Cicero, letter to Tiro, 7 November 50 BC
Dedication
IN MEMORY OF
Audrey Harris
1920-2005
and for
Sam
First words
My name is Tiro.
Quotations
Power brings a man many luxuries, but a clean pair of hands is seldom among them.
The art of life is to deal with problems as they arise, rather than destroy one's spirit by worrying about them too far in advance.
Last words
(Click to show. Warning: May contain spoilers.)
Disambiguation notice
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References to this work on external resources.

Wikipedia in English (2)

Book description
Of all the great figures of Roman times, none was more fascinating or attractive than Marcus Cicero. A brilliant lawyer and orator, a famous wit and philosopher, he launched himself at the age of twenty-seven into the violent, treacherous world of Roman politics. Cicero was determined to attain imperium, the supreme power in the state. Beside him at all times in his struggle to reach the top — the office of Consul — was his confidential secretary, Tiro. An accomplished man, Tiro was the inventor of shorthand and the author of numerous books, including a famous life of Cicero, unfortunately lost in the Dark Ages.

In Imperium, Robert Harris recreates Tiro’s vanished masterpiece, recounting in vivid detail the story of Cicero’s rise to power, from radical young lawyer to first citizen of Rome, competing with men such as Pompey, Caesar, Crassus and Cato.

Harris’s Cicero is an immensely sympathetic figure. In his introduction to this imaginary memoir, Taro states: “Cicero was unique in the history of the Roman republic in that he pursued supreme power with no resources to help him apart from his own talent... All he had was his voice, and by sheer effort of will, he turned it into the most famous voice in the world.”
Haiku summary

Amazon.com Product Description (ISBN 074326603X, Hardcover)

When Tiro, the confidential secretary of a Roman senator, opens the door to a terrified stranger on a cold November morning, he sets in motion a chain of events which will eventually propel his master into one of the most famous courtroom dramas in history. The stranger is a Sicilian, a victim of the island's corrupt Roman governor, Verres. The senator is Cicero, a brilliant young lawyer and spellbinding orator, determined to attain imperium - supreme power in the state. This is the starting-point of Robert Harris' most accomplished novel to date. Compellingly written in Tiro's voice, it takes us inside the violent, treacherous world of Roman politics, to describe how one man - clever, compassionate, devious, vulnerable - fought to reach the top. 'Sometimes it is foolish to articulate an ambition too early - exposing it prematurely to the laughter and scepticism of the world can destroy it before it is even properly born. But sometimes the opposite occurs, and the very act of mentioning a thing makes it suddenly seem possible, even plausible. That was how it was that night. When Cicero pronounced the word "consul" he planted it in the ground like a standard for us all to admire. And for a moment we glimpsed the brilliant, starry future through his eyes, and saw that he was right: that if he took down Verres, he had a chance; that he might - just - with luck - go all the way to the summit...'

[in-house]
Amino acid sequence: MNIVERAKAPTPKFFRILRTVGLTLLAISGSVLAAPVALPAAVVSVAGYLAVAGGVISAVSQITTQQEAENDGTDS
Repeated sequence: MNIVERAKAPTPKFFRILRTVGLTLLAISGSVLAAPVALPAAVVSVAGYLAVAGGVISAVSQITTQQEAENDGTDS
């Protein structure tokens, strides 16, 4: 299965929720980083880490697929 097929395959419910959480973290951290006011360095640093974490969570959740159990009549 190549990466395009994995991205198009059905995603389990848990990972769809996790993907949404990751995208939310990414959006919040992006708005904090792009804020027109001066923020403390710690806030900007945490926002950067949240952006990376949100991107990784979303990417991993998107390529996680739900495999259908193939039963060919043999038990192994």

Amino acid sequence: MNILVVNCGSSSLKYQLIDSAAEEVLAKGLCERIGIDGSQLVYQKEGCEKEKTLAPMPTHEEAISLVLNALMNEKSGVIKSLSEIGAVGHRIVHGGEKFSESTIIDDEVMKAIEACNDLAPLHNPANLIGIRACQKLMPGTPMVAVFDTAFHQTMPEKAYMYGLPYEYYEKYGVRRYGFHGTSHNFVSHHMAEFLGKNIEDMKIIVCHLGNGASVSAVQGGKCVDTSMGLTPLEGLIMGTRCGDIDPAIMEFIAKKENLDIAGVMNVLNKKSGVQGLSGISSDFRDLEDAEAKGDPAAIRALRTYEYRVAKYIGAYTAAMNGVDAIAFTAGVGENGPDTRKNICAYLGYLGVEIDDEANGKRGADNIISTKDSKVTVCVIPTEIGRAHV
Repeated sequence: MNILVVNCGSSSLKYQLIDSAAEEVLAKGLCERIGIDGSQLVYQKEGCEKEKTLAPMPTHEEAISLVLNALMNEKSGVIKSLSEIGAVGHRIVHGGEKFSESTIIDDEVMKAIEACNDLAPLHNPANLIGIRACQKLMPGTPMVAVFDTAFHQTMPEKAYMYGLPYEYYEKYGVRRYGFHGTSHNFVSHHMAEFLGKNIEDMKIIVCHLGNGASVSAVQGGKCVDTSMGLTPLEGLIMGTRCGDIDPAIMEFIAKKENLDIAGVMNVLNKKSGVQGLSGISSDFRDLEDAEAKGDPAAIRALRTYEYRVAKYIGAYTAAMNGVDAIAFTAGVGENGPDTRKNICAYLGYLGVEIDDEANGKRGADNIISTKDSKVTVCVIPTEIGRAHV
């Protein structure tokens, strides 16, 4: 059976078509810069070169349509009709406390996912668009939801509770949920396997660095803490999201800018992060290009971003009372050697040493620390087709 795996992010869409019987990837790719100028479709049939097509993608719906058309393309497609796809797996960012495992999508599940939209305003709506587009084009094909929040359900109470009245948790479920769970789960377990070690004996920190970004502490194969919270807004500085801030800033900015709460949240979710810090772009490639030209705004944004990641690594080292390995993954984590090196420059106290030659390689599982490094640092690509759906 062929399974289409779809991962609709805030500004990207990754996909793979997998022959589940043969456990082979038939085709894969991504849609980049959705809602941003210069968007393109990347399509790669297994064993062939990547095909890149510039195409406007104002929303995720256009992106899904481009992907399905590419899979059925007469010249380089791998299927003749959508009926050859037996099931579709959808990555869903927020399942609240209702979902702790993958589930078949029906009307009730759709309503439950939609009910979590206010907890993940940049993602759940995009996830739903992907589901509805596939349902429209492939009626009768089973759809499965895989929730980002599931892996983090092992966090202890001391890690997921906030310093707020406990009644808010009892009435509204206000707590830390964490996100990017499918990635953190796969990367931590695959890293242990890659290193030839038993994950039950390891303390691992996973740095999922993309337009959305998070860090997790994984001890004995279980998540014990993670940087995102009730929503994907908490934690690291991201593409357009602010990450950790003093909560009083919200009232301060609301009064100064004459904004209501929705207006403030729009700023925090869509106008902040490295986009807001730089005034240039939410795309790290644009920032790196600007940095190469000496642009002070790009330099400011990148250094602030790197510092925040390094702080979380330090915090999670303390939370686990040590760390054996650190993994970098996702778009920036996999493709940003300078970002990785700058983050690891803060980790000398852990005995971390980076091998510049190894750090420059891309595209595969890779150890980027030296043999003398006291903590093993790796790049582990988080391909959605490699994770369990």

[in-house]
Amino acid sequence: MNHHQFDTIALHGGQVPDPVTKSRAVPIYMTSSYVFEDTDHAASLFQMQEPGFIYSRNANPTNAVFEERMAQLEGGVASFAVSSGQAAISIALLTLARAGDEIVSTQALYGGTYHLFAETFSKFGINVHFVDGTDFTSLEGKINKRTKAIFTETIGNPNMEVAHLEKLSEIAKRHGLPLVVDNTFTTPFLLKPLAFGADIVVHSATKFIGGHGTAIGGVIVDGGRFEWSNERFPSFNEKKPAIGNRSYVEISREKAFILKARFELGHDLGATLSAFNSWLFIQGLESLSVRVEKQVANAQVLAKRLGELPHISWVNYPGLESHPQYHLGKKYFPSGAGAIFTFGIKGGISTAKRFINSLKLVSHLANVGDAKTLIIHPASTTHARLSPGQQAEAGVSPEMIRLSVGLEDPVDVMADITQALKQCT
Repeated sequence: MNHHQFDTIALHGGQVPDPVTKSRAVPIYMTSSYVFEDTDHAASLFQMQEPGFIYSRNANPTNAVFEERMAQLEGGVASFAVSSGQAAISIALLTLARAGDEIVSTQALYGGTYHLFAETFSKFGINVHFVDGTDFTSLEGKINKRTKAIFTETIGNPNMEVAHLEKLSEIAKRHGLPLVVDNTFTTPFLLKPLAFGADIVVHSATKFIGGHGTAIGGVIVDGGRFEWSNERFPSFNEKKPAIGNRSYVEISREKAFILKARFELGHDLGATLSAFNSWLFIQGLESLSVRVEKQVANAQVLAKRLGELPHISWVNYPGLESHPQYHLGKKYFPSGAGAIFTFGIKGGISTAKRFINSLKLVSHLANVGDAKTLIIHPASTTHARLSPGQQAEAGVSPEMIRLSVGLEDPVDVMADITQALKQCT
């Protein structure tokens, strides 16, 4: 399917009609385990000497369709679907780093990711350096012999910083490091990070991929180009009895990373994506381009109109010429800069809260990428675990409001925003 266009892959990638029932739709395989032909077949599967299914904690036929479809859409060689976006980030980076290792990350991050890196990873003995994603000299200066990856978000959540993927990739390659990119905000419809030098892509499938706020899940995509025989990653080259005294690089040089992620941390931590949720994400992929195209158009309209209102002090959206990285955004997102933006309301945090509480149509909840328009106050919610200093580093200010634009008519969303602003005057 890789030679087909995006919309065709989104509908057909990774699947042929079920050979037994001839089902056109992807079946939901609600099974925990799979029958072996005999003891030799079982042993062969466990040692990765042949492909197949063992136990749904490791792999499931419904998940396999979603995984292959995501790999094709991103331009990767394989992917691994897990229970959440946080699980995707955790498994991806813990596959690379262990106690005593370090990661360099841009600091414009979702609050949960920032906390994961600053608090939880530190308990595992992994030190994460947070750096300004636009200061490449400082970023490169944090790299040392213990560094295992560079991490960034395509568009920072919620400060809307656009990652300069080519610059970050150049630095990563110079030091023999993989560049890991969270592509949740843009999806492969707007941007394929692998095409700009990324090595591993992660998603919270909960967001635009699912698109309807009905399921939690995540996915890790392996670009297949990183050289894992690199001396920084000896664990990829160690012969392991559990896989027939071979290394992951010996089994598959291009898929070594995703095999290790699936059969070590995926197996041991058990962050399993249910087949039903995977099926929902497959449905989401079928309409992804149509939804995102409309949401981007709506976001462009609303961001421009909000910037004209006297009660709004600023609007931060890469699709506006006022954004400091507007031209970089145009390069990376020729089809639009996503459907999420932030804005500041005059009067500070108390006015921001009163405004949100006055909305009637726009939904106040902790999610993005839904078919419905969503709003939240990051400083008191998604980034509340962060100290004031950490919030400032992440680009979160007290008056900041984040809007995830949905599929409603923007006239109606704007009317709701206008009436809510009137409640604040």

(retrieved from Amazon Thu, 12 Mar 2015 18:23:37 -0400)

(see all 6 descriptions)

A tale inspired by the writings of Tiro, Cicero's confidential secretary, traces the life of the ancient Roman orator from his beginnings as a young lawyer through his competitions with Pompey, Caesar, and Crassus in the political arena.

» see all 9 descriptions